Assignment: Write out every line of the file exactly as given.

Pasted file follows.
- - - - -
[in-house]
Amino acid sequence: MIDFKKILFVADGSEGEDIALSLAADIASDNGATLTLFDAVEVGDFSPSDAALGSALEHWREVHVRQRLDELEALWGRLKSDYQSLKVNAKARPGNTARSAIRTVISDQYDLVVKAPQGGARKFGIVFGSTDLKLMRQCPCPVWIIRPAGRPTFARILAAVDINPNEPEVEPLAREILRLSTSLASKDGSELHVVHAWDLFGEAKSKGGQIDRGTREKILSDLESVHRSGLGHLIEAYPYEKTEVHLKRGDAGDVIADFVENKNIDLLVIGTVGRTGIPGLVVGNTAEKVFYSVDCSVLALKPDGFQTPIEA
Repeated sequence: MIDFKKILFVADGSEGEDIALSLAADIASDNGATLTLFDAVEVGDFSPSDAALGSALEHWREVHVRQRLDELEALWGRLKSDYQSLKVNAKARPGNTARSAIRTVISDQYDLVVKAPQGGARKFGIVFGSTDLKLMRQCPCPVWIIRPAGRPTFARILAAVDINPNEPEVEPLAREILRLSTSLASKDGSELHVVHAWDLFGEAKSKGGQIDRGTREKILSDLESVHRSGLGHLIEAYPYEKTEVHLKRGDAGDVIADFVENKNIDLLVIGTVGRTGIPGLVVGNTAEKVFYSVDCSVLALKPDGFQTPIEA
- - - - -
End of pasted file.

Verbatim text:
[in-house]
Amino acid sequence: MIDFKKILFVADGSEGEDIALSLAADIASDNGATLTLFDAVEVGDFSPSDAALGSALEHWREVHVRQRLDELEALWGRLKSDYQSLKVNAKARPGNTARSAIRTVISDQYDLVVKAPQGGARKFGIVFGSTDLKLMRQCPCPVWIIRPAGRPTFARILAAVDINPNEPEVEPLAREILRLSTSLASKDGSELHVVHAWDLFGEAKSKGGQIDRGTREKILSDLESVHRSGLGHLIEAYPYEKTEVHLKRGDAGDVIADFVENKNIDLLVIGTVGRTGIPGLVVGNTAEKVFYSVDCSVLALKPDGFQTPIEA
Repeated sequence: MIDFKKILFVADGSEGEDIALSLAADIASDNGATLTLFDAVEVGDFSPSDAALGSALEHWREVHVRQRLDELEALWGRLKSDYQSLKVNAKARPGNTARSAIRTVISDQYDLVVKAPQGGARKFGIVFGSTDLKLMRQCPCPVWIIRPAGRPTFARILAAVDINPNEPEVEPLAREILRLSTSLASKDGSELHVVHAWDLFGEAKSKGGQIDRGTREKILSDLESVHRSGLGHLIEAYPYEKTEVHLKRGDAGDVIADFVENKNIDLLVIGTVGRTGIPGLVVGNTAEKVFYSVDCSVLALKPDGFQTPIEA